Ethereum gas fees have been on the rise, from a standard 24-36gwei last year, to 300+ gwei right now. The reason behind this massive growth is rooted in the overwhelming interest in yield-farming and entering complex financial positions.
Most of the smart contracts that run swaps are relatively cheap, usually using a 150,000 gas limit. Nonetheless, the overwhelming volume and competition to get into the first couple of blocks are causing gas fees to skyrocket.
A typical swap now costs anywhere between $25 and $40 USD to execute. There are other more complicated smart contracts that require an even higher gas limit, such as Compound.finance, which often requires transactions with 600,000+ gas limit.
The most active smart contracts, according to ETH Gas Station are Uniswap, and Tether, making up for ~16,000 ETH spent on gas in the past 30 days. Forsage, a popular crypto MLM scheme, considered widely to be a scam, has incurred $1 million USD in gas fees alone.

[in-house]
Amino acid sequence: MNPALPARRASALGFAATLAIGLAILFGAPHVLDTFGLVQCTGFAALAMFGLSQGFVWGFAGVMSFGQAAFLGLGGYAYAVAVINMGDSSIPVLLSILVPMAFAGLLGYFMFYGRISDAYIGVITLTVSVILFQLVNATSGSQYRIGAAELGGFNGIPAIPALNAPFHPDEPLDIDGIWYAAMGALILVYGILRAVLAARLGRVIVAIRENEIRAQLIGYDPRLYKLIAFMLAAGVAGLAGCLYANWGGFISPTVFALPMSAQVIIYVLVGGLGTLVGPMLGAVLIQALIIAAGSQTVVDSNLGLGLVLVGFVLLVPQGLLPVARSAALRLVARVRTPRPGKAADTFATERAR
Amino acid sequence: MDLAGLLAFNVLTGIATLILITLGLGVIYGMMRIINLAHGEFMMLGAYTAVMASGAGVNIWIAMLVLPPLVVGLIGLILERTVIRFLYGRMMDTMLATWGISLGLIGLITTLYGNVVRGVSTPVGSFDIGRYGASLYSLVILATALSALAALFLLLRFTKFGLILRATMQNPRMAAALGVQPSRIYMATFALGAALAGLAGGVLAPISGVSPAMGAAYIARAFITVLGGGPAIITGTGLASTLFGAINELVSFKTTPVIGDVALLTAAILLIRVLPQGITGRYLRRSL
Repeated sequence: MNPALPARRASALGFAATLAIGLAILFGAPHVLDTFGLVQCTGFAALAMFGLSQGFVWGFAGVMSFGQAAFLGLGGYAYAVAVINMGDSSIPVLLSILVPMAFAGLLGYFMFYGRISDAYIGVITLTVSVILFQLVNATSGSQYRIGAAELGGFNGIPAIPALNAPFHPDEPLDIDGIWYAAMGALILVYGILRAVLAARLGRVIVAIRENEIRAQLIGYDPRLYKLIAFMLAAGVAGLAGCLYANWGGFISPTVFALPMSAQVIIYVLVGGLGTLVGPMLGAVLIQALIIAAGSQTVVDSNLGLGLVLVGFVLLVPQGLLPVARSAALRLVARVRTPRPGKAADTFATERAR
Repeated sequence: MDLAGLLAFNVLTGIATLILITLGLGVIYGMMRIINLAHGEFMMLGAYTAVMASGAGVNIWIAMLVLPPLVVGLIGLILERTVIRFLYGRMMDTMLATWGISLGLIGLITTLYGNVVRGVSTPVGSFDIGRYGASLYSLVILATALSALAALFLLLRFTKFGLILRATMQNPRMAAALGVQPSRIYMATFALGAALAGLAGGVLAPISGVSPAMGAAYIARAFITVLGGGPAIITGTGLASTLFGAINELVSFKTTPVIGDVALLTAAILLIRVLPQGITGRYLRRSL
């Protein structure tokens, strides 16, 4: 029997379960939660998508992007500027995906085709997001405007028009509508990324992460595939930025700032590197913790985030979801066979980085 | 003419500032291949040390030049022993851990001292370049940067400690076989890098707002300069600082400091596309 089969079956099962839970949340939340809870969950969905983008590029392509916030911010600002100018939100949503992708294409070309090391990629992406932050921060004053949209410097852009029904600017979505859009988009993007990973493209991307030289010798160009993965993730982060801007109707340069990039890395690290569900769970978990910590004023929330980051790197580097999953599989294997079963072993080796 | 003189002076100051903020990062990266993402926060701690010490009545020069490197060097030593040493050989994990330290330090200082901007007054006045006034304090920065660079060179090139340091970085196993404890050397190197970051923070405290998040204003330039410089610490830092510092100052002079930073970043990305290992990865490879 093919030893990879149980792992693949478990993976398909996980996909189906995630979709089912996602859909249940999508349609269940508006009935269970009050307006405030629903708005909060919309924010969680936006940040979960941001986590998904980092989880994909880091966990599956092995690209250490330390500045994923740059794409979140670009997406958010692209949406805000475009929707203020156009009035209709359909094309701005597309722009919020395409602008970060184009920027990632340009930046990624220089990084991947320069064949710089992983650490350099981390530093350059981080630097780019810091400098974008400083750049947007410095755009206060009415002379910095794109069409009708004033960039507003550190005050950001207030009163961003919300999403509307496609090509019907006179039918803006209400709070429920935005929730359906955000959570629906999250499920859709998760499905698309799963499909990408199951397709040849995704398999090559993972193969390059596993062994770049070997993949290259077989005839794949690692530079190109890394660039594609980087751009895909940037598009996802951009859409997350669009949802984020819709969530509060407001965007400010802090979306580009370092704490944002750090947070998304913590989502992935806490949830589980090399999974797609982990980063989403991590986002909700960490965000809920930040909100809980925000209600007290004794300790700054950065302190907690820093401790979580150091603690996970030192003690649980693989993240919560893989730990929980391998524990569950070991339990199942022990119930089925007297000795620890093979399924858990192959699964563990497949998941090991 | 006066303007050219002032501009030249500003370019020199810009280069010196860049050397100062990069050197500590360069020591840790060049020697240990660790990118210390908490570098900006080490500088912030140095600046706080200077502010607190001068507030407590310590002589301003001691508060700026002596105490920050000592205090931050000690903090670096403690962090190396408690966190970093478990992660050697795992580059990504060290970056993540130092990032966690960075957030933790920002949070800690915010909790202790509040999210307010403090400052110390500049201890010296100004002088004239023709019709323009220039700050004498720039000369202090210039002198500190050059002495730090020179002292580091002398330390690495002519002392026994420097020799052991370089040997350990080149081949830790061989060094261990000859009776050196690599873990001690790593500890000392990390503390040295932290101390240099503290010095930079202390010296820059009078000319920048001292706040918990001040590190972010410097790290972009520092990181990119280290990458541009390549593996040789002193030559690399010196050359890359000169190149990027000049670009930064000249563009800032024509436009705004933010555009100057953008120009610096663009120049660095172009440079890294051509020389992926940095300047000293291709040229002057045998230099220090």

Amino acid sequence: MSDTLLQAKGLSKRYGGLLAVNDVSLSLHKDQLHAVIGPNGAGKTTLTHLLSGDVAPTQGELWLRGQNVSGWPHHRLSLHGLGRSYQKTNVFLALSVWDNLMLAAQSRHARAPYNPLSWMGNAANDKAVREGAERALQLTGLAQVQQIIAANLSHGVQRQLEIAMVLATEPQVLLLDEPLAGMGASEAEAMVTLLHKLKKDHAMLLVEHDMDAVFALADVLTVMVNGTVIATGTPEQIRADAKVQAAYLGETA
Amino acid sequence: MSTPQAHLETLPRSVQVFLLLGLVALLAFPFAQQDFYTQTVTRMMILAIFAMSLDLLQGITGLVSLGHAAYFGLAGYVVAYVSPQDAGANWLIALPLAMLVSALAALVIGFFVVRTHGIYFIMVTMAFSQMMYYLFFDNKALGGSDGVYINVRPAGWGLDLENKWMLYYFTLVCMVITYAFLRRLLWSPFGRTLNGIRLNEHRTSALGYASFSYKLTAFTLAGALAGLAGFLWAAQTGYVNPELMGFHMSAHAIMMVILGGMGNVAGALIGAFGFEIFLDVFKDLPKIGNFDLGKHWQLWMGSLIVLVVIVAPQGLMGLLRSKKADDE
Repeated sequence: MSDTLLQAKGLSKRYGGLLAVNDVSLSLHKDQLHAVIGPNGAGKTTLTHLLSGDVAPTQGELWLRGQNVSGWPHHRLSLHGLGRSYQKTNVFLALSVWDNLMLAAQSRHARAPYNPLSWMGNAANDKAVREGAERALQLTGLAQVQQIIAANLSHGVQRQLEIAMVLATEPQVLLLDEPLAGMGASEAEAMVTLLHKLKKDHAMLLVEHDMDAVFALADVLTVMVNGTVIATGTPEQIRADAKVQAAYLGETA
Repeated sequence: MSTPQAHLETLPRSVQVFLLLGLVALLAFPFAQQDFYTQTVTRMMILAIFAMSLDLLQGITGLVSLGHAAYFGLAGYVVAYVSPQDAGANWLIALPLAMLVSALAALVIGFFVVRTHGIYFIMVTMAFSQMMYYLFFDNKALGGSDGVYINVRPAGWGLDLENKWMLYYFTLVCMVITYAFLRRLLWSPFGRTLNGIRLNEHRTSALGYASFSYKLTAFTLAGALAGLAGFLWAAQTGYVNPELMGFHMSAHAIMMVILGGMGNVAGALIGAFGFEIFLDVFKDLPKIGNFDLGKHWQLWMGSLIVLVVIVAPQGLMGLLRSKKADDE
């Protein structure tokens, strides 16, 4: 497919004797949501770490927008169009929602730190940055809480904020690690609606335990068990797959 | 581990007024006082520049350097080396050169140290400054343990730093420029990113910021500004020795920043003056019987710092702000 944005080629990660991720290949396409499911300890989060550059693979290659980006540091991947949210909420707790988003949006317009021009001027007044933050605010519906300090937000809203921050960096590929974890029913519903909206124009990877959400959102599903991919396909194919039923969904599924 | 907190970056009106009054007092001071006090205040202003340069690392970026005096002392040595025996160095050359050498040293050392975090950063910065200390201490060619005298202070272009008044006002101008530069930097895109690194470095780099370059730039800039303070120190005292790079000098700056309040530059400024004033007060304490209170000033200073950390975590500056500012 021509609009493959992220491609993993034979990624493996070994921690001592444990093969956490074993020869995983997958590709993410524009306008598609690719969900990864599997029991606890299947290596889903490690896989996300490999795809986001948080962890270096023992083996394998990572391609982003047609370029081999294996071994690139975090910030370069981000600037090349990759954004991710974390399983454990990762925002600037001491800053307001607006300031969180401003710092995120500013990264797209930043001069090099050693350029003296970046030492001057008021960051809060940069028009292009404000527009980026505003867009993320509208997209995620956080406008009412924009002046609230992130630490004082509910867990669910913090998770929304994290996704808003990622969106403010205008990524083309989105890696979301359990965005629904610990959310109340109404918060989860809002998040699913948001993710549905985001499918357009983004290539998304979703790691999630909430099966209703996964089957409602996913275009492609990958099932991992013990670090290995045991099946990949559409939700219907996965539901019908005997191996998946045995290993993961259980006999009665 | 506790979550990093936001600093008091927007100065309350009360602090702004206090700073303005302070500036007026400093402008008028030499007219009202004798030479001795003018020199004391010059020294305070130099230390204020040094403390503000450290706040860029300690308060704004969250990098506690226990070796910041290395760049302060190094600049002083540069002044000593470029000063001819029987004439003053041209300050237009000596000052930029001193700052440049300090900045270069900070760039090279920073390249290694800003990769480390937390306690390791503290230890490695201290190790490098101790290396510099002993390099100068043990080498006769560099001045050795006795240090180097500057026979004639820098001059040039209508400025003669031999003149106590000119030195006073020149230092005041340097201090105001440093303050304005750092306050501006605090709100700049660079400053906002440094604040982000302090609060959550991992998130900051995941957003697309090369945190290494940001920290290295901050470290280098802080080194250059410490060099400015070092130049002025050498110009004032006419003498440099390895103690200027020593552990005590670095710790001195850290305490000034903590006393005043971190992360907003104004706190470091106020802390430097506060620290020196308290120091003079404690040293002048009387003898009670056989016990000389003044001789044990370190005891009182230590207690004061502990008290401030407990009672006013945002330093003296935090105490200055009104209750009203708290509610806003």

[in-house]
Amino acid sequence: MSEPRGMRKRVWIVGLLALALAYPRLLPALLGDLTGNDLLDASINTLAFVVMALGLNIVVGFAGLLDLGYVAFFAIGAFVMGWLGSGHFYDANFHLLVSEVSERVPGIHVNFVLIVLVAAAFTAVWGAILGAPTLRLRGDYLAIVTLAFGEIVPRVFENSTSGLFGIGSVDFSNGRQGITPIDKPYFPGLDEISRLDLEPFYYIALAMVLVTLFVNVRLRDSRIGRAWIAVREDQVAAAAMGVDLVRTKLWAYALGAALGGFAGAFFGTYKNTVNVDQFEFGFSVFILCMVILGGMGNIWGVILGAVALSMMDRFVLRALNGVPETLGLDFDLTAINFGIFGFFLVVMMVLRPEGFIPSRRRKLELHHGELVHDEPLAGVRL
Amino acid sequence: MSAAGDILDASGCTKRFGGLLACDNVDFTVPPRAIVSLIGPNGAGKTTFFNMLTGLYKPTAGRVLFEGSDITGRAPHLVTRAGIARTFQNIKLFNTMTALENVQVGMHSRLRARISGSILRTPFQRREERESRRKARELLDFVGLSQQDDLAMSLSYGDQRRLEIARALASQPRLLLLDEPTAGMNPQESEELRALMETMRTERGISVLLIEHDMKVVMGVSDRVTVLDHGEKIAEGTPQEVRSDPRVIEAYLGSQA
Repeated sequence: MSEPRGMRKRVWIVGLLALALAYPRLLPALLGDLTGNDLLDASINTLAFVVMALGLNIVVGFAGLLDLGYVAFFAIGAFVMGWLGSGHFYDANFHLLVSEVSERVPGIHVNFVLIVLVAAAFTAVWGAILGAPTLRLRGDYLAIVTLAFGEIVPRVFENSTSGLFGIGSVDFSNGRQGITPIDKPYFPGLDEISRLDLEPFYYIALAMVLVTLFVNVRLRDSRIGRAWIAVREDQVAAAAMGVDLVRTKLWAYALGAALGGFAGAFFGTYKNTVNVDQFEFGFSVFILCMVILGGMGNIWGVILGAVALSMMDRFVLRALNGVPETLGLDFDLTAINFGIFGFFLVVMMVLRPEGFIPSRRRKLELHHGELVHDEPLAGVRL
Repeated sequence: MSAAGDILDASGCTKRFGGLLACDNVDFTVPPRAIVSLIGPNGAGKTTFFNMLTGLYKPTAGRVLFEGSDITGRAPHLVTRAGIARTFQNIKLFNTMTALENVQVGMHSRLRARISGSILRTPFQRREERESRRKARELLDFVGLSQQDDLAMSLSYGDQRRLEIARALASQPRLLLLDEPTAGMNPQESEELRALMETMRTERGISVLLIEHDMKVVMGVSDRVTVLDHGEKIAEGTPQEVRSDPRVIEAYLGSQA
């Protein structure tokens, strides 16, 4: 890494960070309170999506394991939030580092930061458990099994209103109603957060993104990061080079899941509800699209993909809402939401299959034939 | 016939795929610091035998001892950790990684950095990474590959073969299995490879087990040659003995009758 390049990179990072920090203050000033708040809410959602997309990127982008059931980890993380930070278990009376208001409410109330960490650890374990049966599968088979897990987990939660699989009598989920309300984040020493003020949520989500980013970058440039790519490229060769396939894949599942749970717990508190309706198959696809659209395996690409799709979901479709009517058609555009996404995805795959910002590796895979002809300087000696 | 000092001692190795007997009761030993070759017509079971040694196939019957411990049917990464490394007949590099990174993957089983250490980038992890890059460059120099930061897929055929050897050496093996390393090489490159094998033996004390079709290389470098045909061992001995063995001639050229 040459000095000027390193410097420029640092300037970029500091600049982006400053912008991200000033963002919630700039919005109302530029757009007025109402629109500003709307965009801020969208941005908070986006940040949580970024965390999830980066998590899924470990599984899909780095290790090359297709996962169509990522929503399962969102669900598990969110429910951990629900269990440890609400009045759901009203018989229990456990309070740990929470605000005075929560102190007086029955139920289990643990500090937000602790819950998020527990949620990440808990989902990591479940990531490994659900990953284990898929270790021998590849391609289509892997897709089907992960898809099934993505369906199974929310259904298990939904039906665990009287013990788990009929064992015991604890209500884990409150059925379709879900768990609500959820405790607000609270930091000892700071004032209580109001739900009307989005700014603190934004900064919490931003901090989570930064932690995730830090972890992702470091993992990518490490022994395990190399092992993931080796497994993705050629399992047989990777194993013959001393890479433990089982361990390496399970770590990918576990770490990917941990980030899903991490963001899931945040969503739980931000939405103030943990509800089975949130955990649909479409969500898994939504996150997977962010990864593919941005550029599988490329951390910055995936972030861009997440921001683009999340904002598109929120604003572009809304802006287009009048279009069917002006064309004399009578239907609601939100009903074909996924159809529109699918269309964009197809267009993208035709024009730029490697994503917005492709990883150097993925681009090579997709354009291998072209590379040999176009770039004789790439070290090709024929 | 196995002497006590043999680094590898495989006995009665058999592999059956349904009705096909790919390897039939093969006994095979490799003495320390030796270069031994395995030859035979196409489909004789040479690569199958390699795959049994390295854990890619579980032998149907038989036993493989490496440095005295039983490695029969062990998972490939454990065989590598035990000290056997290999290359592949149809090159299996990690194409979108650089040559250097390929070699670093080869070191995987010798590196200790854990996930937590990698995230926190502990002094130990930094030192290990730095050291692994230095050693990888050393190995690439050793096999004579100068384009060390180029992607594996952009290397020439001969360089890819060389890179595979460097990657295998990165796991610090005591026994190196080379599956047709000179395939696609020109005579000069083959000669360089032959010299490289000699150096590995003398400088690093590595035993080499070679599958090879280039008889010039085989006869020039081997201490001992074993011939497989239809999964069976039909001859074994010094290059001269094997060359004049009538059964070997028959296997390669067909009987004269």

Yield-farming is the process of using a variety of DeFi applications such as Uniswap, Curve, Compound, Yam, Maker, Aave, InstaDapp and others to either enter an extremely complicated financial position of loans and collateral, or trade for an instant profit.
As a result, stringing together transactions is often costly, but can still be performed at scale. A typical example is this transaction, where the user paid approximately $88 to earn $132, for a profit of $44.
This type of transaction repeats over and over again, causing a massive volume. The volume itself is so significantly large that it’s causing a transaction fee market, similar to what happened to Bitcoin, back in 2017-2018, when regular transactions cost $20-30 USD.
However, this time, the complexity of smart contracts often creates situations where the costs of executing the trade are extremely unfavorable.
— Prince (@13Prince31) August 13, 2020